Dayna’s Story

My daughter’s headache began in Jan of 2010 as an occasional headache.  She took over the counter meds to help alleviate the pain.  In mid February she was diagnosed with mono.  We attributed the headaches to her having mono as they subsided a bit as the mono improved.

But, the headaches returned in July and by August she had a constant 24/7 headache.

She saw a local neurologist who prescribed a steroid pack followed by Topamax.  The Topamax dosage was slowly increased over a few weeks until my daughter realized that it was making her a little “goofy”.  She does not remember much of the first quarter of her Junior high school year.  Weight loss, loss of memory and inability to  concentrate are all side effects of Topamax.  Dayna experienced all of these.

At this time we heard about the Diamond Headache Clinic in Chicago.  Since we are near the city, we scheduled an appointment at the clinic.  Dayna was  diagnosed with migraine with/without aura.  She was immediately started on Bystolic and Amitrypitaline to try to stop the cycle of the headache.  These  meds were tweaked over time as they never really took the edge off the pain.  After a couple months of this, she was taken off the meds and prescribed Bellergral S.  This is a mix of meds that was to stop the cycle.  All it did was make her sleep for about 20 hours a days.  (By the way, Dayna was 16 years old at the onset of these headaches).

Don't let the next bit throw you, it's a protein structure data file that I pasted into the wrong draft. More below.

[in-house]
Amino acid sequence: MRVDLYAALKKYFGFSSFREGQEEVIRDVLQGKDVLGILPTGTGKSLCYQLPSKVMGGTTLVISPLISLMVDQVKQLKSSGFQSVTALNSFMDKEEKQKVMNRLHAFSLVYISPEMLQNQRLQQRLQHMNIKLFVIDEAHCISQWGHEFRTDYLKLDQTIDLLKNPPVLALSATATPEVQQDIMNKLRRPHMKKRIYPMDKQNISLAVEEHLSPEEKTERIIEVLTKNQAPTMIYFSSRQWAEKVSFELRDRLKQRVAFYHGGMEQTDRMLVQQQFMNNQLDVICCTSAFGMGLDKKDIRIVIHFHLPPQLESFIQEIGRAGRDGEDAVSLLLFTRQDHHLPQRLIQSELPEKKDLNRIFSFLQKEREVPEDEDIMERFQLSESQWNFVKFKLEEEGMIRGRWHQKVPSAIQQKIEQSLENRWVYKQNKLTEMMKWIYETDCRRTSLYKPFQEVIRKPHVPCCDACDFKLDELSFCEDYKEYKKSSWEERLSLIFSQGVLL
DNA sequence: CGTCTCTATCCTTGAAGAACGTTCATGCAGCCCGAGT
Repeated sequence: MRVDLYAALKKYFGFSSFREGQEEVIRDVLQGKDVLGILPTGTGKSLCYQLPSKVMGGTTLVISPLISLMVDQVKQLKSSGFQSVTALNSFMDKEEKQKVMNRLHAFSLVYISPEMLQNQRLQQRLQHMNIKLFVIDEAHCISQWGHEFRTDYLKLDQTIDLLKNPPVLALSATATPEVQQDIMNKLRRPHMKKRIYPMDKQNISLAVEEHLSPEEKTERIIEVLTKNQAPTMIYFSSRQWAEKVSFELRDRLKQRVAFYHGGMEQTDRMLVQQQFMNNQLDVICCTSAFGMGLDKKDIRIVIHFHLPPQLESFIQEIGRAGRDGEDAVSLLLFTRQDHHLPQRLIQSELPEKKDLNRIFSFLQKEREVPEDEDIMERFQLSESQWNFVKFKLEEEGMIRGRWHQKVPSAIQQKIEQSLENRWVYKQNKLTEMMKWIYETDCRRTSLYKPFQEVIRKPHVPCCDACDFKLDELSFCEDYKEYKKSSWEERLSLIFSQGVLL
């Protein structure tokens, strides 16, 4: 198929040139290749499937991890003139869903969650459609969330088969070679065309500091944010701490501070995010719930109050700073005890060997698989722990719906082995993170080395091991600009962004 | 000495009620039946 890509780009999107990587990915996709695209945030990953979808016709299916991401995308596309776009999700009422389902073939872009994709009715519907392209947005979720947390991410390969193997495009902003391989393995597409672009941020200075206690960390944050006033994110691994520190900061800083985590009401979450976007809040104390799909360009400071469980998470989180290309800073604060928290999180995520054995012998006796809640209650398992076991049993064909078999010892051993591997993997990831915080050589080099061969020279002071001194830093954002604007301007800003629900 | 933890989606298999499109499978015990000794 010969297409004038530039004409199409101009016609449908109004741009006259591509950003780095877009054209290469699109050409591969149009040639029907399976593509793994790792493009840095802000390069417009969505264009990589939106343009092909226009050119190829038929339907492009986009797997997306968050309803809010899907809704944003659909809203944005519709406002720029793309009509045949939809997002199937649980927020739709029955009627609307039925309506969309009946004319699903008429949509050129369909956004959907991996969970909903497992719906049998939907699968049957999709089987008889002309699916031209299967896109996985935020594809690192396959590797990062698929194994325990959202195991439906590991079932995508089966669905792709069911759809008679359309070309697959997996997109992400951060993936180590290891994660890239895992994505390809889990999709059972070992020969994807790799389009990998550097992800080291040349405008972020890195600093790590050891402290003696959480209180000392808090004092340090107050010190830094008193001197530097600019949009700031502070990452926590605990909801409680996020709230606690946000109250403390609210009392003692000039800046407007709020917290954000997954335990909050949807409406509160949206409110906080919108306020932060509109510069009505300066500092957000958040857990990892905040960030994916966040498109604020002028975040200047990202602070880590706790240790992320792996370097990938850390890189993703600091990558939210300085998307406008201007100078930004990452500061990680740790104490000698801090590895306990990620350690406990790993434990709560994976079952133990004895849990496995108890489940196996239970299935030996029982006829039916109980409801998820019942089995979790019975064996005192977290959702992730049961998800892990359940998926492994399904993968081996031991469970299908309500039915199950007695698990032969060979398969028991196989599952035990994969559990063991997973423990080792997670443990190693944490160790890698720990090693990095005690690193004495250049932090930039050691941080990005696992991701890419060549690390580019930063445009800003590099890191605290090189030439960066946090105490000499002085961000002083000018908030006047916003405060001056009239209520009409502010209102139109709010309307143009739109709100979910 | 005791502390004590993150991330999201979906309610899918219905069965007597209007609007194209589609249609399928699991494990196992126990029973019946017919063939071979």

The Bellergral did nothing but make the pain worse.  So, she was admitted for inpatient IV DHE therapy at the Clinic.  She was given 9 doses of DHE over the course  of 3 days.    At the same time, several other  meds  (Vivactil, Elavil, Depakote, Norflex, Torodal, Magnesium, Depacon, Phenergran, Keppra, Benadryl & Diamond Liquid Acetaminophen & Ibuprofen) were administered to help the headache pain.  She was also given Zofran for the nausea that typically occurs while given DHE.

After all of this, the headache remained.  Dayna was released from the clinic with the same headache she was admitted with.  At the follow up visit, her doctor actually said
that is was not unusual for headaches like this to just go away due to her being a teen.  AUGH!!!